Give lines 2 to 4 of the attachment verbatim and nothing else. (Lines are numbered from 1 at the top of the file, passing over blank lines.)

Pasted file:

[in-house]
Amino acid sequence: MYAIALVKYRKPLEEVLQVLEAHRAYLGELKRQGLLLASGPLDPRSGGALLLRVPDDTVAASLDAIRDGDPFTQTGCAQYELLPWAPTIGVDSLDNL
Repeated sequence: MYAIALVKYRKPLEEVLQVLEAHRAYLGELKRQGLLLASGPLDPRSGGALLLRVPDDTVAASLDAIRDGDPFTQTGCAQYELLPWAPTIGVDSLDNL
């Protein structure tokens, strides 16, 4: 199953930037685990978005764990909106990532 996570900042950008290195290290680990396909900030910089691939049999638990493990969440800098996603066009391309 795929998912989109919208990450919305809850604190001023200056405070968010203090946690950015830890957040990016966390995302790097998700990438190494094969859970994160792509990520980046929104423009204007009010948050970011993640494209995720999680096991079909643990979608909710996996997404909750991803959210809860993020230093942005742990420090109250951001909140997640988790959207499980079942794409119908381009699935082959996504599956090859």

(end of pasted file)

Amino acid sequence: MYAIALVKYRKPLEEVLQVLEAHRAYLGELKRQGLLLASGPLDPRSGGALLLRVPDDTVAASLDAIRDGDPFTQTGCAQYELLPWAPTIGVDSLDNL
Repeated sequence: MYAIALVKYRKPLEEVLQVLEAHRAYLGELKRQGLLLASGPLDPRSGGALLLRVPDDTVAASLDAIRDGDPFTQTGCAQYELLPWAPTIGVDSLDNL
């Protein structure tokens, strides 16, 4: 199953930037685990978005764990909106990532 996570900042950008290195290290680990396909900030910089691939049999638990493990969440800098996603066009391309 795929998912989109919208990450919305809850604190001023200056405070968010203090946690950015830890957040990016966390995302790097998700990438190494094969859970994160792509990520980046929104423009204007009010948050970011993640494209995720999680096991079909643990979608909710996996997404909750991803959210809860993020230093942005742990420090109250951001909140997640988790959207499980079942794409119908381009699935082959996504599956090859």